Cloud Atlas shoots for the moon but misses
Big has always been beautiful to Lana and Andy Wachowski, writer-directors of the visually stunning Matrix trilogy.
The first instalment of their epic science-fiction saga pushed the boundaries of digital trickery and introduced the slow-motion "bullet time" effect, which has been copied countless times.
The Matrix Reloaded and concluding chapter The Matrix Revolutions married mind-bending meta-physics with big-budget spectacle, to varying degrees of success.
Even when their sprawling vision tied itself in narrative knots, the Wachowskis' determination to expand the horizons of traditional popcorn fodder was refreshing.
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V For Vendetta and a live- action version of Speed Racer were both beautiful messes that dazzled the retina and occasionally fired the mind.
And bold ambition shimmers in every frame of Cloud Atlas, the siblings' chronologically fractured adaptation of David Mitchell's novel, co-directed by Tom Tykwer, of Run Lola Run fame.
The multi-layered narrative ricochets between several time frames in which a starry cast including Halle Berry, James D'Arcy, Hugh Grant, Tom Hanks, Susan Sarandon, Jim Sturgess, Hugo Weaving and Ben Whishaw adopt myriad guises with the aid of prosthetics and, in Hanks's case, one hilariously strangled accent.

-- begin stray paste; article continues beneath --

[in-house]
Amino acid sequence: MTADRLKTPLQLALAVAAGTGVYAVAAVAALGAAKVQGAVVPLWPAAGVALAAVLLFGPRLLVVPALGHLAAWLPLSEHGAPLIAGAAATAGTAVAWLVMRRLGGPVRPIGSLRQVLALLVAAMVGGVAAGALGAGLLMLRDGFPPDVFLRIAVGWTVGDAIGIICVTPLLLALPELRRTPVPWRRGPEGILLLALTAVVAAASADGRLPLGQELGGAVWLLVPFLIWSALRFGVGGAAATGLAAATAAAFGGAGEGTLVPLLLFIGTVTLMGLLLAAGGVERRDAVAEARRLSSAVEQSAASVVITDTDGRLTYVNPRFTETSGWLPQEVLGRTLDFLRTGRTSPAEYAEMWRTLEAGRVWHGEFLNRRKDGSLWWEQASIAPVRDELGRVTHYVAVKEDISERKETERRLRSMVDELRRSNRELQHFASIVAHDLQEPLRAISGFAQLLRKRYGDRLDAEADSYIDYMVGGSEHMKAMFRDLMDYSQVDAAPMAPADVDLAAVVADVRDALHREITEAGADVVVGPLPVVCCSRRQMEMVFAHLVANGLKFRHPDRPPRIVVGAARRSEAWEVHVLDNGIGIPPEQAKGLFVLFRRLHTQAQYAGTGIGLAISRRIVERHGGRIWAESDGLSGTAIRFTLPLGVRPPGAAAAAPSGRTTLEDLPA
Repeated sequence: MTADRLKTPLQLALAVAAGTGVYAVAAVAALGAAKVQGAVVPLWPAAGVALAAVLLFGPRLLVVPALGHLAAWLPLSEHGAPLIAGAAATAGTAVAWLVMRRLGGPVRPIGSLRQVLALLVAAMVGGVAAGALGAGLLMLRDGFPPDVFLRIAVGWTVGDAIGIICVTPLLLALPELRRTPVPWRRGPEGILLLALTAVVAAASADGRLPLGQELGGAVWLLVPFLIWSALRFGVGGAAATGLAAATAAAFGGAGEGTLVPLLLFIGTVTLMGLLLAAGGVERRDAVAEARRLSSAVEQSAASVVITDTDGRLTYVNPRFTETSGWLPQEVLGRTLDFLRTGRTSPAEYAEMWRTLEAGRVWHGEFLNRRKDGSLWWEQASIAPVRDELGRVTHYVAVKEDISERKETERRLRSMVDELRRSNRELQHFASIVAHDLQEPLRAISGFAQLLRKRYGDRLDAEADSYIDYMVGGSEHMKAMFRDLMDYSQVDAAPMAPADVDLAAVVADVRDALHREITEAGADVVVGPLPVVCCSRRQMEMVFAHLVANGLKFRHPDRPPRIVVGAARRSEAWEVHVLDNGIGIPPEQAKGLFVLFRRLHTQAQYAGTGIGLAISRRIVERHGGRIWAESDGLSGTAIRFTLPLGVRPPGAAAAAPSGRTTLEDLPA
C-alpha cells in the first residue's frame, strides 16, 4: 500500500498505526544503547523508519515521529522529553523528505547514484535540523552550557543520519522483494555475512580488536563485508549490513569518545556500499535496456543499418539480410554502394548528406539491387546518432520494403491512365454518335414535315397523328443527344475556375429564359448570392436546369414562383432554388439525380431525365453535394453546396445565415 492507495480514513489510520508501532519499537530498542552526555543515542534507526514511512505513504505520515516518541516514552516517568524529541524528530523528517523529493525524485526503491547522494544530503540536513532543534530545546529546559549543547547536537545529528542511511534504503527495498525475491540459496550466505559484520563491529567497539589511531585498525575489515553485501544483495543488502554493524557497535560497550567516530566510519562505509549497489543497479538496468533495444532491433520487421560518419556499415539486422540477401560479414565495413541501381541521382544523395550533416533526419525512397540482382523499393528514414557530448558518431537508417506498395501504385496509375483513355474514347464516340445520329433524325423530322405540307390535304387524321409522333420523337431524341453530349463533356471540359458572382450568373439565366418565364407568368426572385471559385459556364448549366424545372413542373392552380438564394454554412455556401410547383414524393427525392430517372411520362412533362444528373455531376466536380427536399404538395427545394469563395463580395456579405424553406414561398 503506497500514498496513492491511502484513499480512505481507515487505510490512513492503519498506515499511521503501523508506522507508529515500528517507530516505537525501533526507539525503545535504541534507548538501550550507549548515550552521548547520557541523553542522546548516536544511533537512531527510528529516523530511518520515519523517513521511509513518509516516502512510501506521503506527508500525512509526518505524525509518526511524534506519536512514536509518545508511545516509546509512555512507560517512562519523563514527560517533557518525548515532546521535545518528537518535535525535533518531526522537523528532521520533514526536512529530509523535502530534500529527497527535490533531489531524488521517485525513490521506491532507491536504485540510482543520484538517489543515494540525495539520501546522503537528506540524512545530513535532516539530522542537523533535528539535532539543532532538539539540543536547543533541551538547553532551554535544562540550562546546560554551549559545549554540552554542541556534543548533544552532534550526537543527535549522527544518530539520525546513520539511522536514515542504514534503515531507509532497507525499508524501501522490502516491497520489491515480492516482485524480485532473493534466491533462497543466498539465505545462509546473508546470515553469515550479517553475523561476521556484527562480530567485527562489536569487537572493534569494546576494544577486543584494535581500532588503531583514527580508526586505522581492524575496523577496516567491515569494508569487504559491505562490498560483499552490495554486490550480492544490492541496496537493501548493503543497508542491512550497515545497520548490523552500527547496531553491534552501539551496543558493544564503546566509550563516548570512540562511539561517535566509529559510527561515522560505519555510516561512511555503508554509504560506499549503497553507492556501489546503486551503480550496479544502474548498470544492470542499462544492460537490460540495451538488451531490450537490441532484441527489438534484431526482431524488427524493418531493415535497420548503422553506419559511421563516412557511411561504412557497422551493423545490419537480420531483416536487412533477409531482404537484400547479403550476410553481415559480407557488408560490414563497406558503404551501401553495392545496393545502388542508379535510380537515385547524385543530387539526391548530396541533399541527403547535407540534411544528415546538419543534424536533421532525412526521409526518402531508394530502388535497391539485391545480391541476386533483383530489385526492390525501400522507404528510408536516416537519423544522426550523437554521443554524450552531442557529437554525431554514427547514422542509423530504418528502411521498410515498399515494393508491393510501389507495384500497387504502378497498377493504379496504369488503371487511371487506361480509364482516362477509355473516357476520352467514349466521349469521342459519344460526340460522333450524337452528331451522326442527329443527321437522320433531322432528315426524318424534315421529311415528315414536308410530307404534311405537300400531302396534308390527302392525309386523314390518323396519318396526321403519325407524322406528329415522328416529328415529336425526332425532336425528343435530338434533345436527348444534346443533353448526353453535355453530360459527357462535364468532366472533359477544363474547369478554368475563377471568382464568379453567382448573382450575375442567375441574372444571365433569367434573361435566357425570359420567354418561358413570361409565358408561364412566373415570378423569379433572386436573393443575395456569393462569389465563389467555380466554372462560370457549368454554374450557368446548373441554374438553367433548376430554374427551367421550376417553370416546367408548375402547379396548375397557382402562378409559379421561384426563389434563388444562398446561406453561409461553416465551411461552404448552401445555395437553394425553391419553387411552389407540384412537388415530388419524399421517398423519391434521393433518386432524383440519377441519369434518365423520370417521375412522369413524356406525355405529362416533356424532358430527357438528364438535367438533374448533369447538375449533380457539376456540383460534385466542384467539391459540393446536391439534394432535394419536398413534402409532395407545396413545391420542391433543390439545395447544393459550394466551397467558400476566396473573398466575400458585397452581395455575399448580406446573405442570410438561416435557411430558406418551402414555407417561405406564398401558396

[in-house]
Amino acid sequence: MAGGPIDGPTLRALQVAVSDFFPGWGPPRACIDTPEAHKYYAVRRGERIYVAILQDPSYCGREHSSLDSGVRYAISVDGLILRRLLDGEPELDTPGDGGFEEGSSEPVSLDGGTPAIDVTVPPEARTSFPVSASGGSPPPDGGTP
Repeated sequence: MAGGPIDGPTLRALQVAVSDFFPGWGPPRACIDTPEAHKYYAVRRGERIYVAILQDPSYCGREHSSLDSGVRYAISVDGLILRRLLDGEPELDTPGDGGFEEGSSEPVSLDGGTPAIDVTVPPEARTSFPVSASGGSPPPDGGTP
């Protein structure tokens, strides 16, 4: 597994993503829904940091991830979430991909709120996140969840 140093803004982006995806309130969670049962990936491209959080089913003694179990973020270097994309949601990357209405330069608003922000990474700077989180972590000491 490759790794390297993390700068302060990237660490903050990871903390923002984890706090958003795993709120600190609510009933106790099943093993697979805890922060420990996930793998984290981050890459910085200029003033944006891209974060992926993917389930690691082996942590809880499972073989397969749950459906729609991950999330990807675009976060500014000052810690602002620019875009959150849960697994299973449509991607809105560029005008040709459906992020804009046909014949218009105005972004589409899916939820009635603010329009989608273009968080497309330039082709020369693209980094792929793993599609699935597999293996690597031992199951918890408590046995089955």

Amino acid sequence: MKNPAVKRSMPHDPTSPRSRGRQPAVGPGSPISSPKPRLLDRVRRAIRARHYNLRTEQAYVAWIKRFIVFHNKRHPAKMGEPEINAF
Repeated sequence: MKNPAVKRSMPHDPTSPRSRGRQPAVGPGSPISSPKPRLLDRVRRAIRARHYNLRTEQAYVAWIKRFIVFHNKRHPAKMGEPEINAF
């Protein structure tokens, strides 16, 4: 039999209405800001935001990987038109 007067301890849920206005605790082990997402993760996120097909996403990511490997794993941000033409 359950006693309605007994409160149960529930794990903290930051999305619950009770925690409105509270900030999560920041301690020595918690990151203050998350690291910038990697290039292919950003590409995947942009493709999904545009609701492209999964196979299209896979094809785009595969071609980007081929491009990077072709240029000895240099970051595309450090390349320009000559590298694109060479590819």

Like the book, the film requires a certain amount of patience as the script sets various plot wheels in motion – spanning six different eras from an 1849 slave ship to 1936 Cambridge, 1973 California, present day London and various version of the far future. Sounds exhausting? It is. As the ensemble cast members take on an endless variety of roles, characters, descendents and who know what else?
In the far future, these stories gradually knit together.
Cloud Atlas shoots for the moon and narrowly misses.
Production design is jaw-dropping and the cast give their all.
However, some segments including Broadbent's incarceration in the nursing home are superfluous, bloating a languid three-hour running time that will be an endurance test too far for some buttocks.